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Charging Cables 101

Understanding EV charging plugs

New to the world of electric vehicles, thinking about making the switch but confused about the plug types, charging levels and what it means for you and your EV?

Just like the mobile phone industry, charging cables have evolved and varied from manufacturer to manufacturer and after a staggering 30 + years, the mobile industry is starting to pull together and agree to a single type and specification.


Here’s hoping to a much faster regulatory control of plug types for the electric vehicle charging market, but in the meantime, check out the main types being used here in the UK


Level 1 Charger - UK 3-Pin EV Connector


Providing up to 3 kW of AC power or 5 miles of range for every 30 minutes of charge time, the standard UK 3 pin plug is not the fastest way to charge an EV, but it will do the job. Using just single-phase domestic power which is widely available, it's the quickest way to start charging at home or in the office, but it's important to remember that it has not been designed for extended EV charging use so think of it as a temporary solution whilst you are waiting for a dedicated home charger or have easy access to public charging services.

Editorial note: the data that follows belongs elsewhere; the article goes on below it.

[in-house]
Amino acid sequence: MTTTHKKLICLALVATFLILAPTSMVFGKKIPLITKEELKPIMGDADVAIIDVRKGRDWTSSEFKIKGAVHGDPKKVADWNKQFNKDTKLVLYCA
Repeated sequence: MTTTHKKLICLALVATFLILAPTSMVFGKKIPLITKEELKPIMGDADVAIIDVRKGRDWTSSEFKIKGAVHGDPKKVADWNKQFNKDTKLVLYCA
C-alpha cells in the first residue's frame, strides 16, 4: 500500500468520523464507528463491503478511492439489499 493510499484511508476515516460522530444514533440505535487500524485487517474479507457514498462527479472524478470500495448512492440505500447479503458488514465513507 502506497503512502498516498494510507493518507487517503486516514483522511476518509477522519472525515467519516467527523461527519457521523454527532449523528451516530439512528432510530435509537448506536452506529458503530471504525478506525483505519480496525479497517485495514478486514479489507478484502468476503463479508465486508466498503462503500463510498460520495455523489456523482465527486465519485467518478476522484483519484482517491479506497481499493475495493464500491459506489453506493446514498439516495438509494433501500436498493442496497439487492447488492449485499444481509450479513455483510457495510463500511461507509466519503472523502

Typical charge times on a 3-pin, level one charge will take around 12 hours to fully charge your vehicle and whilst this should be perfect for local trips, it could be restrictive for the longer-range trips, especially if you need to frequently make them.

If you are keen to understand and keep on top of charging rates and time to charge, a handy tip is to consider the following:


Size of Battery (kWh) / Speed of Charger (kW) = average time to charge


Type 1 EV Connector


The type 1 connector is a step up from the domestic 3 pin plug but still only requires single phase input. With a power rating of 3-7kW AC or ~12 miles of range for every 30 minutes of charging time, the Type 1 EV charger connector is faster than the 3-pin connector but still relatively slow. As new connectors have made their mark on the industry, the Type 1 plug is starting to be phased out and become less compatible with newer electric vehicles so if you are lucky enough to be driving one of the latest EV’s on the road, its likely you will not see many type 1 cables.

If you are thinking about switching to electric and would like to learn more about how off grid and mobile charging can support your fleet, get in touch with the team at

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